The Conservatives will end subsidies to all onshore wind projects that don’t already have planning permission if they are re-elected in 2015.
Ending speculation from three weeks ago that the Tories planned to limit further onshore wind developments, energy minister Michael Fallon said there was no need for further subsidised onshore wind projects. He said, if re-elected, a Conservative government would also make it easier for local communities to block their construction.
“We now have enough bill payer-funded onshore wind in the pipeline to meet our renewable energy commitments and there’s no requirement for any more,” said Mr Fallon.
“That’s why the next Conservative government will end any additional bill payer subsidy for onshore wind, and give local councils the decisive say on any new wind farms.”
Meanwhile, Mr Fallon today promised £2m of public funding to develop fracking technology.
Dr Jonathan Scurlock, chief adviser on renewable energy and climate change at the NFU, said the union was disappointed that ministers in the “greenest government ever” was “allowing the views of a minority to shape the future direction of energy policy”.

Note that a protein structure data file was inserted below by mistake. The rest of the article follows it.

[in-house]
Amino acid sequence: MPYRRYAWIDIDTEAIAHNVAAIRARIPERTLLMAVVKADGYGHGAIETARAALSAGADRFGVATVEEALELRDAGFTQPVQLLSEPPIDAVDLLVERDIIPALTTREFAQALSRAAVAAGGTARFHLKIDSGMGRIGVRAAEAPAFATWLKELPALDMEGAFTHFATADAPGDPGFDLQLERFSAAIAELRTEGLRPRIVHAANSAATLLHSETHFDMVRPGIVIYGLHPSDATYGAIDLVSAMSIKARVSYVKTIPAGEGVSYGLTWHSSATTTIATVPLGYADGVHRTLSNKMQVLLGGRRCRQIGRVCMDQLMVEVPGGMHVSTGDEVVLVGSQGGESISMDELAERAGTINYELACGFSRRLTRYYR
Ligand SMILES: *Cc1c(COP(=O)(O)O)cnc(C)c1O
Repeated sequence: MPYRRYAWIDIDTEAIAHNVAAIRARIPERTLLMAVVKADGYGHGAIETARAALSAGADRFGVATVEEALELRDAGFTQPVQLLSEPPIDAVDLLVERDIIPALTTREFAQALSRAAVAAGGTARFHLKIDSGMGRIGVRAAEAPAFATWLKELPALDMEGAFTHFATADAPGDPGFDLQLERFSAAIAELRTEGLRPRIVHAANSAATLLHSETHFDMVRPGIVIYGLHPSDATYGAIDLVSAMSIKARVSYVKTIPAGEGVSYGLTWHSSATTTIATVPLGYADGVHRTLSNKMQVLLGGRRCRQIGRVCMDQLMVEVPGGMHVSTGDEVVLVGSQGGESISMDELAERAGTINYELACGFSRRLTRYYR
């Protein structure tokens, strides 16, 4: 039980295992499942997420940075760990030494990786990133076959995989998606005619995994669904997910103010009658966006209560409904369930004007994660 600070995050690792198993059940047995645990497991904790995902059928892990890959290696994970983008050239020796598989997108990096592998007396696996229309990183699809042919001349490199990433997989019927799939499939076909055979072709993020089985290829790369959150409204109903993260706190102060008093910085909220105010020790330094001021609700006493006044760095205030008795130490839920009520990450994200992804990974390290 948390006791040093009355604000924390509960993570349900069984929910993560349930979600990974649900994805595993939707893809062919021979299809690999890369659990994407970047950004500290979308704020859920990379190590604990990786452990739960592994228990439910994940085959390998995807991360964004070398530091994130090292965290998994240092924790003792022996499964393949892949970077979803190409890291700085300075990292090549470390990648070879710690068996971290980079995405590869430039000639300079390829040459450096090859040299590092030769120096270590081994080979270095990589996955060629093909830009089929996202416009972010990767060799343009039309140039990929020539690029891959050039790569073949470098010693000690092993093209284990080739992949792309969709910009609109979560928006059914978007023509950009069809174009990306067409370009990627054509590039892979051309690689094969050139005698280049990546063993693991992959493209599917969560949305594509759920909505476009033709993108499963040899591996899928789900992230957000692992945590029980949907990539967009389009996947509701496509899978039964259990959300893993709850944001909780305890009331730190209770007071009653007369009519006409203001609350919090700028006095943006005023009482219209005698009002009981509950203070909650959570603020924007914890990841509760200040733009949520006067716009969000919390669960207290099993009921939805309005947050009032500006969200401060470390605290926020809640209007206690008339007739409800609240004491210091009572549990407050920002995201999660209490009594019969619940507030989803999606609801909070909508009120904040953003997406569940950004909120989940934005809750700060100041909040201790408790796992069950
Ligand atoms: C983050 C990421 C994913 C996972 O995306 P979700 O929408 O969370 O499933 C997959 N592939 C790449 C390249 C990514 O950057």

“With many farmers and growers enthusiastically installing their own small and medium wind turbines, this kind of pre-election posturing could cast a gloom over their prospects for agricultural diversification and energy independence,” added Dr Scurlock.
James Court, head of public affairs at the Renewable Energy Association described the move as “nakedly political positioning” by the Conservatives, and said that the minister had “lauded the economic potential of shale gas”, while removing support for onshore wind.
“We now have enough bill payer-funded onshore wind in the pipeline to meet our renewable energy commitments and there’s no requirement for any more,”
Michael Fallon, energy minister
“Renewables are delivering today, while any potential benefits from shale gas are still some way off. Renewable energy is attracting investment, creating jobs, cutting costs, improving our energy security and preserving our environment,” said Mr Court.
“We urge the pragmatic wing of the Conservative Party to resist this political game-playing and make their voices heard in the debate.”
While the Conservatives said onshore wind was “one of the oldest renewables and least expensive”, they also said it was unpopular with local communities.
At the beginning of April deputy prime minister and Liberal Democrat leader Nick Clegg allegedly vetoed a proposal from the prime minister and chancellor that, according to reports, would have blocked the development of further onshore wind projects.